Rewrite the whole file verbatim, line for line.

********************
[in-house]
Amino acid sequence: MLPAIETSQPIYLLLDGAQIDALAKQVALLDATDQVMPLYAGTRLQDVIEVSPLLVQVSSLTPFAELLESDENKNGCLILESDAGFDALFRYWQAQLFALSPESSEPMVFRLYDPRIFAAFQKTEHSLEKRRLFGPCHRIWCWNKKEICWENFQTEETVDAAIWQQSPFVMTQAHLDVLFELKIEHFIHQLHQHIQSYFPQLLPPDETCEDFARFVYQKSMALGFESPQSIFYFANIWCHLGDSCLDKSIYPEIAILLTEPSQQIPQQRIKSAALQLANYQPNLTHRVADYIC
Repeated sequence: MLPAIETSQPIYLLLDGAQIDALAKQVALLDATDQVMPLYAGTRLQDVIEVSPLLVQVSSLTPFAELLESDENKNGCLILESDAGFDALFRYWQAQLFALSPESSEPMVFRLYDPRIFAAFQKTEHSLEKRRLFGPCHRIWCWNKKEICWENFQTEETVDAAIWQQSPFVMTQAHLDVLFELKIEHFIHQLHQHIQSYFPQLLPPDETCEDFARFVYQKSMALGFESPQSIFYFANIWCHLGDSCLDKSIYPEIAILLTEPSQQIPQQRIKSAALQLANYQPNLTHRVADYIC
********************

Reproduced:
[in-house]
Amino acid sequence: MLPAIETSQPIYLLLDGAQIDALAKQVALLDATDQVMPLYAGTRLQDVIEVSPLLVQVSSLTPFAELLESDENKNGCLILESDAGFDALFRYWQAQLFALSPESSEPMVFRLYDPRIFAAFQKTEHSLEKRRLFGPCHRIWCWNKKEICWENFQTEETVDAAIWQQSPFVMTQAHLDVLFELKIEHFIHQLHQHIQSYFPQLLPPDETCEDFARFVYQKSMALGFESPQSIFYFANIWCHLGDSCLDKSIYPEIAILLTEPSQQIPQQRIKSAALQLANYQPNLTHRVADYIC
Repeated sequence: MLPAIETSQPIYLLLDGAQIDALAKQVALLDATDQVMPLYAGTRLQDVIEVSPLLVQVSSLTPFAELLESDENKNGCLILESDAGFDALFRYWQAQLFALSPESSEPMVFRLYDPRIFAAFQKTEHSLEKRRLFGPCHRIWCWNKKEICWENFQTEETVDAAIWQQSPFVMTQAHLDVLFELKIEHFIHQLHQHIQSYFPQLLPPDETCEDFARFVYQKSMALGFESPQSIFYFANIWCHLGDSCLDKSIYPEIAILLTEPSQQIPQQRIKSAALQLANYQPNLTHRVADYIC